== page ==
Making a Difference in Butterfly Conservation in Southwest Florida

As a butterfly guardian, you can make a difference in protecting local species. You can start by adding native nectar and caterpillar host plants to your garden, eliminating the use of pesticides, or volunteering at community outreach events. Practical help for butterfly habitats, parks and natural areas is also essential. For instance, Gary Pappas facilitated the removal of discarded tires at the Chekika unit of Everglades National Park, one of the richest butterfly areas in South Florida.

Protecting host larvae is more important for butterfly conservation than protecting nectar plants. The monarch's larval host plant is milkweed (genus Asclepias), of which there are more than 100 species in North America. Working to protect a rare and endangered butterfly often involves field or laboratory work, or meetings and conference calls. Creating a butterfly garden is also a rewarding experience.

There are approximately 760 species of butterflies in North America, about 170 can be found in Florida and at least 50 to 60 species in the Sarasota County area.

Butterfly cultivation is essential

for these species, as their habitats continue to shrink due to roadside logging, land development, insect fumigation, and wetland drainage and filling. Local conservation efforts to protect, restore and manage natural habitats help protect species from extinction. The monarch is the only butterfly species that migrates back and forth over a long distance.

Citizen scientists have revealed the autumnal migration routes of monarch butterflies in eastern North America. Dennis Olle, Vice President of Conservation at the MBC, observed the proliferation of the sleeping orange host plant, the sickle (Senna obtusifolia), which may be correlated with the wave of butterflies. When creating habitat for non-migratory butterflies (like many monarchs in South Florida), it's important to pay attention to detail as they tend to live in a very small area and have more specific habitat requirements than migrants. Collaborating with museums on conservation is also beneficial.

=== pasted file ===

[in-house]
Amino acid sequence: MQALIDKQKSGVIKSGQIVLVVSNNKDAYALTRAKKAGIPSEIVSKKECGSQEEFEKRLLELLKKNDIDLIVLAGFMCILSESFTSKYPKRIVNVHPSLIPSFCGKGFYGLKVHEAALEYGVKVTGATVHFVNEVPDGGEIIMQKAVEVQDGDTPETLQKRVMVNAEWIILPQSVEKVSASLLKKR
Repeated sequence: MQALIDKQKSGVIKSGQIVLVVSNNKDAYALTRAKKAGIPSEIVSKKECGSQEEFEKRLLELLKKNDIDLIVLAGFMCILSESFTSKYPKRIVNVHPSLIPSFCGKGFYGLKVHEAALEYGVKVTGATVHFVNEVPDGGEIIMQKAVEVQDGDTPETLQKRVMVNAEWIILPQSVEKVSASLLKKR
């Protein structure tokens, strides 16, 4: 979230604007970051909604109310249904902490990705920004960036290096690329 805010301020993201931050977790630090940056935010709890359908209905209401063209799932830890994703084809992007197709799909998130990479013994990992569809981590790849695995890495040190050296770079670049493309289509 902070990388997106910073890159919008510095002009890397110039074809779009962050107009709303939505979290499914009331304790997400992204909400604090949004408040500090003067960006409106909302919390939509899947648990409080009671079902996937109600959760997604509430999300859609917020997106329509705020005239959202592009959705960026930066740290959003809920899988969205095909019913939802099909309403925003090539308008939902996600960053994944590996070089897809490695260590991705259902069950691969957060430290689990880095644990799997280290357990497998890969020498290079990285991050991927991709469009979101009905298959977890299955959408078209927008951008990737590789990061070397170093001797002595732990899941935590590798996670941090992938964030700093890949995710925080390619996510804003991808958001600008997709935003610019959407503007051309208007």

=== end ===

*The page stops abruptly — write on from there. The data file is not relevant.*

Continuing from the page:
For example, First Magnitude brewery owes its name to the term used to describe the volume of water produced in natural springs in north-central Florida. The monarch (Danaus plexippus) is one of the most abundant and recognized butterflies in the world. Several plant species that were recommended for butterflies in the 1980s and 1990s have become invasive and have been added to the FLEPPC list. As an individual who cares about butterfly conservation, there are many ways you can make a difference.

Adding native nectar and caterpillar host plants to your garden is one way to contribute to butterfly conservation efforts. You can also volunteer at community outreach events or help with practical tasks such as removing discarded tires from butterfly habitats or parks. Additionally, it's important to be aware of which plants are recommended for butterflies as some may become invasive over time. Finally, collaborating with museums on conservation projects can be beneficial for both parties.

Alexander Renaud
Alexander Renaud

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